Revisit The Life & Music of Sister Rosetta Tharpe: ‘The Godmother of Rock and Roll’

Sure, Kei­th Richards bor­rowed some of his best licks from Chuck Berry. But do you know who Chuck Berry bor­rowed from? Sis­ter Roset­ta Tharpe. Tharpe was one of the pio­neers of 20th cen­tu­ry music, a flam­boy­ant, larg­er-than-life fig­ure who fused gospel and blues into some­thing new. “Lis­ten to her record­ings,” said singer-song­writer Joan Osborne, “and you can hear all the build­ing blocks of rock and roll.” Lit­tle Richard, Elvis Pres­ley and John­ny Cash each named Tharpe as one of their fond­est child­hood influ­ences. “Sis­ter Roset­ta Tharpe was any­thing but ordi­nary and plain,” said Bob Dylan on his radio pro­gram. “She was a big, good-look­ing woman and divine, not to men­tion sub­lime and splen­did. She was a pow­er­ful force of nature–a gui­tar-play­ing, singing evan­ge­list.”

Yet despite the enor­mi­ty of her influ­ence, Tharpe has been vir­tu­al­ly for­got­ten by the main­stream cul­ture. For many years fol­low­ing her death in 1973, she lay in an unmarked grave. In the last decade, though, there has been a slow resur­gence of appre­ci­a­tion for Tharpe. In 2004 Osborne, Maria Mul­daur, Bon­nie Rait and oth­er artists joined togeth­er for a trib­ute album called Shout, Sis­ter, Shout! A biog­ra­phy of the same name, by Gayle Wald, was pub­lished in 2007. And in 2011–the same year Tharpe’s grave final­ly received a head­stone, thanks to a fundrais­ing con­cert– film­mak­er Mike Csaky direct­ed a doc­u­men­tary called The God­moth­er of Rock & Roll: Sis­ter Roset­ta Tharpe, which aired this Feb­ru­ary on PBS as part of the Amer­i­can Mas­ters series. You can watch the full 53-minute film below.

And for a quick exam­ple of Tharpe’s stun­ning artistry and stage pres­ence, you can start by watch­ing the short clip above, from a 1960s Sun­day-morn­ing tele­vi­sion pro­gram pro­duced in Chica­go and dis­trib­uted by NBC called TV Gospel Time, in which Tharpe sings the gospel stan­dard “Up Above My Head.” Sources dif­fer on the exact year of the per­for­mance (TV Gospel Time was broad­cast from late 1962 until 1966.) but PBS gives it as 1964–1965. Two-thirds of the way into the song is the famous elec­tric gui­tar solo that was fea­tured in the French film Amelie. “Tharpe did­n’t just play the gui­tar,” writes her biog­ra­ph­er Wald, “she owned it. Like a snake-charmer, she coaxed sounds out of the instru­ments, turn­ing wood and met­al into lome­thing alive yet com­plete­ly under her con­trol. her con­tem­po­raries referred to this as mak­ing a gui­tar ‘talk.’ Some­times, too, they said she played ‘like a man,’ as though a woman was­n’t capa­ble of pro­ject­ing such command–or a woman-in-gospel con­vey­ing such pal­pa­ble eroti­cism.”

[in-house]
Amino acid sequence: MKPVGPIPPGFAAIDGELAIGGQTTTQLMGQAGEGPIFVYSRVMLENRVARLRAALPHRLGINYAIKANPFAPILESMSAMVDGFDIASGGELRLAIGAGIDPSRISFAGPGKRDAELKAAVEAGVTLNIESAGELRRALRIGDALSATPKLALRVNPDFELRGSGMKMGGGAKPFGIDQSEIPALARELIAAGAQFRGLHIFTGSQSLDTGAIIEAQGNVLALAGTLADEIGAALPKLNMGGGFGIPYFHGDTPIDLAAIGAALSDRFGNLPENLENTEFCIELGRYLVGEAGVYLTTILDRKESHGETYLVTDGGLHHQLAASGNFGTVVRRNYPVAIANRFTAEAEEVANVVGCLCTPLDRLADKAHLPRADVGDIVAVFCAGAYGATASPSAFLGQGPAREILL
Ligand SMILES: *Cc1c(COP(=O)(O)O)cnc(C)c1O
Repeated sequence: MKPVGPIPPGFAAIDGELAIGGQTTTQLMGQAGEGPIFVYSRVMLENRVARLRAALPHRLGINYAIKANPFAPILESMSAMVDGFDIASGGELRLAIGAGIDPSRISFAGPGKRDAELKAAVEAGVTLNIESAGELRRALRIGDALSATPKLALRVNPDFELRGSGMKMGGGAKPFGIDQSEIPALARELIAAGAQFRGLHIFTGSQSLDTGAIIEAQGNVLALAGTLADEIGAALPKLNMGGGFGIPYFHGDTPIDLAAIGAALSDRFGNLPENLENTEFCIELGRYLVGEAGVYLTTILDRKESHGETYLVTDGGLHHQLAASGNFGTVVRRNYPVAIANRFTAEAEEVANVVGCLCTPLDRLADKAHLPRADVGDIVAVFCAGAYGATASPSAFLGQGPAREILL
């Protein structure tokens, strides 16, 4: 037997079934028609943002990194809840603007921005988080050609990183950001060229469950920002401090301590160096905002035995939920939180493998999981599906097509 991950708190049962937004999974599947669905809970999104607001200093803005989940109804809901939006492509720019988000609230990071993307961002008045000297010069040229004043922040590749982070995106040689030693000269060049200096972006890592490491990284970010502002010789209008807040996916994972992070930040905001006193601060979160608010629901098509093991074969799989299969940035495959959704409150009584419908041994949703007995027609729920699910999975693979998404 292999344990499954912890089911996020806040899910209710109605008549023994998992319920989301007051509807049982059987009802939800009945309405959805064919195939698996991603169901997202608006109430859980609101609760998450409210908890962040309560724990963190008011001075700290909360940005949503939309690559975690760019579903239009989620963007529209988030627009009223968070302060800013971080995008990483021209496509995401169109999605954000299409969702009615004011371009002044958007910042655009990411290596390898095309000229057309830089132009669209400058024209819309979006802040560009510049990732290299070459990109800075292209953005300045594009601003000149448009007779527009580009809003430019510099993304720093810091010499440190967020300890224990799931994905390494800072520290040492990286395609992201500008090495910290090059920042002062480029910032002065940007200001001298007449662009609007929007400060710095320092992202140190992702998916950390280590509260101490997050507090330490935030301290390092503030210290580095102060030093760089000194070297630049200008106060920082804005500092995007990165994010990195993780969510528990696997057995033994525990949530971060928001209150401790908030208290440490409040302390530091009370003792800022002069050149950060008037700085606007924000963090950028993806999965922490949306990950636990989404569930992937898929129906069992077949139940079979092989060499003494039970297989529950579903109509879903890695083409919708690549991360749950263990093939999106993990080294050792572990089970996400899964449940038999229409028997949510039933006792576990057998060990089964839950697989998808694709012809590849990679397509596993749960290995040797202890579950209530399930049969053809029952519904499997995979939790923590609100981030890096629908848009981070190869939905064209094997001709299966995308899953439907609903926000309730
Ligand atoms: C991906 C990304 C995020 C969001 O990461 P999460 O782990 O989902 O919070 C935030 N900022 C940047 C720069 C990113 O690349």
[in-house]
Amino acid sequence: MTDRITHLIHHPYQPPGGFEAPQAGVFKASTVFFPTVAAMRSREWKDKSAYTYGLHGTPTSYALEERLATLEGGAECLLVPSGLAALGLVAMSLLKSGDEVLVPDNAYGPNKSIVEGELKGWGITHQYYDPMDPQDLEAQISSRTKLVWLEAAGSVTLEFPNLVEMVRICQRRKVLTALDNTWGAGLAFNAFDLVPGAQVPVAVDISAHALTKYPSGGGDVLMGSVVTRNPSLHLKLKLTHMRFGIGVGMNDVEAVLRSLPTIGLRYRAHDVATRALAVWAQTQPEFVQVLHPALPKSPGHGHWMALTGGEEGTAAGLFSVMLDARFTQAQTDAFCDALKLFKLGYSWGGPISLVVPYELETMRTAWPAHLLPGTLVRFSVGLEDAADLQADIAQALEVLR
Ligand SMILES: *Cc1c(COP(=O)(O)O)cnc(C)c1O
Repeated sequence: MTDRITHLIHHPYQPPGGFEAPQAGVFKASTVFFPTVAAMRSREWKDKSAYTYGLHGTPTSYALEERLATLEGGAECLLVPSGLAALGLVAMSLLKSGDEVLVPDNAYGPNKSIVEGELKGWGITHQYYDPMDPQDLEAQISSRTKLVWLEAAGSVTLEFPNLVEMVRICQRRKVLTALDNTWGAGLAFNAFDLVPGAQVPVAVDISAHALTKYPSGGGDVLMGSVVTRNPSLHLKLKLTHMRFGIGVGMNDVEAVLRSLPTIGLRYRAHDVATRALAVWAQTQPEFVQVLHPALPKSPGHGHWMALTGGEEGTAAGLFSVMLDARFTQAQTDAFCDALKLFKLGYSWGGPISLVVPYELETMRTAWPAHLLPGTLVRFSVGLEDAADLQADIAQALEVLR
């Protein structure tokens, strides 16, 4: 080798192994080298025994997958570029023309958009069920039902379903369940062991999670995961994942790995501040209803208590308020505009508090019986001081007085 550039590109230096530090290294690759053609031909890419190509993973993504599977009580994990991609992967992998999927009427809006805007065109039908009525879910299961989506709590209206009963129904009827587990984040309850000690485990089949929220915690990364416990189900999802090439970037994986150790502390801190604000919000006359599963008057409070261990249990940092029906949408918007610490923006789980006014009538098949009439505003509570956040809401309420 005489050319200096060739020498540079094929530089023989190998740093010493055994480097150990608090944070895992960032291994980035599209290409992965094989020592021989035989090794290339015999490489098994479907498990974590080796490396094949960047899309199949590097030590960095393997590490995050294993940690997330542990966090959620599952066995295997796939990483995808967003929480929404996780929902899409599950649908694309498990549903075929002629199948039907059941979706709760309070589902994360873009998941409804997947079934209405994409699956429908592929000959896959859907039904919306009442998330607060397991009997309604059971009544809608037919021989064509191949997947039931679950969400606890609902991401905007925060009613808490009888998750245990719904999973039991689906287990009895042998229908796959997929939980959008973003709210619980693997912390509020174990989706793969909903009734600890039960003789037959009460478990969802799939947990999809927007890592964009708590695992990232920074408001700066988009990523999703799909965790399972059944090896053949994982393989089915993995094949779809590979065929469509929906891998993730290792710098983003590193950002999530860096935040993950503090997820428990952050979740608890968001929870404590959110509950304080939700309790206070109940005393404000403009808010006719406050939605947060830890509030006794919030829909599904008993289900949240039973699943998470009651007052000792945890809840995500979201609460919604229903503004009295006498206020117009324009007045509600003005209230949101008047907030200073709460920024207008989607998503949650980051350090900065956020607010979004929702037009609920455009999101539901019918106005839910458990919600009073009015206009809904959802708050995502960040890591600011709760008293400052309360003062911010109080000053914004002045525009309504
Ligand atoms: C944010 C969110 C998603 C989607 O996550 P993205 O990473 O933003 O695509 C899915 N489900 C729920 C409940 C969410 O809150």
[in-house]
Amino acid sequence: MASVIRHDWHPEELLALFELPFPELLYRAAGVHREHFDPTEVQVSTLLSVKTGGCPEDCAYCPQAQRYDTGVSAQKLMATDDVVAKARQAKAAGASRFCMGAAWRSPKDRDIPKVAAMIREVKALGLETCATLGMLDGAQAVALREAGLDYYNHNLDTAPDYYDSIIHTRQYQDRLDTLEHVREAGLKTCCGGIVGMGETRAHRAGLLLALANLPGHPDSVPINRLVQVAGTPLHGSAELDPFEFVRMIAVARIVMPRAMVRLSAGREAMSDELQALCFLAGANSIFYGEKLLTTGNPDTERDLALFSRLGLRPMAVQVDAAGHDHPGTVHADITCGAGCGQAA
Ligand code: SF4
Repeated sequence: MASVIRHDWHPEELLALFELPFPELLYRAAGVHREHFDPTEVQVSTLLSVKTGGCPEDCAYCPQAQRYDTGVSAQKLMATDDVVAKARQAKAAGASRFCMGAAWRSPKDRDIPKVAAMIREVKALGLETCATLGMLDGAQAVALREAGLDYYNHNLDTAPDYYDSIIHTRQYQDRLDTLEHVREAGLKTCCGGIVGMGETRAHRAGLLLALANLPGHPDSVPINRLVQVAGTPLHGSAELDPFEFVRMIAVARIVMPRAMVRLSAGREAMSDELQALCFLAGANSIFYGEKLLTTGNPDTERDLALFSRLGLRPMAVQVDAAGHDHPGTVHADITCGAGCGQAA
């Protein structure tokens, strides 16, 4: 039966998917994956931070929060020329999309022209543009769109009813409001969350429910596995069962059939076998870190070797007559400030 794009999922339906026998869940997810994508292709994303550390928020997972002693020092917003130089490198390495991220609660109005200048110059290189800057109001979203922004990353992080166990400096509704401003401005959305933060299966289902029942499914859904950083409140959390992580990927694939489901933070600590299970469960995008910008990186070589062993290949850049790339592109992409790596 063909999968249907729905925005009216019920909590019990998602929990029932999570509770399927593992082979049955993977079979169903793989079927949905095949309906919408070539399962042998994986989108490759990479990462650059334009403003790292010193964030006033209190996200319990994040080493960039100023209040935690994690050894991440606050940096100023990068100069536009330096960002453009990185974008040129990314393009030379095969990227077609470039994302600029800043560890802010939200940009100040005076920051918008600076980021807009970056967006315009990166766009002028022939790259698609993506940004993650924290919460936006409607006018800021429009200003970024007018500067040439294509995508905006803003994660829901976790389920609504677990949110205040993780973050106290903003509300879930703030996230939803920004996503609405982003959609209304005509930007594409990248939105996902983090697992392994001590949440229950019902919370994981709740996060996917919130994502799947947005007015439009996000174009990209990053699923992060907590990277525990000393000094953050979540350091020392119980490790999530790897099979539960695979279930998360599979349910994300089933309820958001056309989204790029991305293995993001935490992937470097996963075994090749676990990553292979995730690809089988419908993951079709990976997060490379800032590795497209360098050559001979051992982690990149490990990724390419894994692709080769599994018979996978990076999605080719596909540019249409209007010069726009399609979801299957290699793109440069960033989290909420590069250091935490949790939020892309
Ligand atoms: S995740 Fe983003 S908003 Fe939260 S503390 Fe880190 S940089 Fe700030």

Also fea­tur­ing Sis­ter Roset­ta Tharpe:

“Mud­dy Waters and Friends on the Blues and Gospel Train, 1964”

James Brown Gives You Danc­ing Lessons: From The Funky Chick­en to The Booga­loo

The Alan Lomax Sound Archive Now Online: Fea­tures 17,000 Record­ings

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  • I Love Open Cul­ture!!!! Thank you :)

  • Daniel Hameed says:

    You know, I’ve nev­er heard the voic­es of angels, but i think that Sis­ter Roset­ta Tharpe’s voice came near to the angels one on earth sound­ed like she did,and no one played a gui­tar like she did. Some­times i have to stop and and say to myself, that God,gave Sis­ter Roset­ta Tharpe a unique voice.Her voice was clear and sharpe, you can under­stand every word that came out of her mouth.

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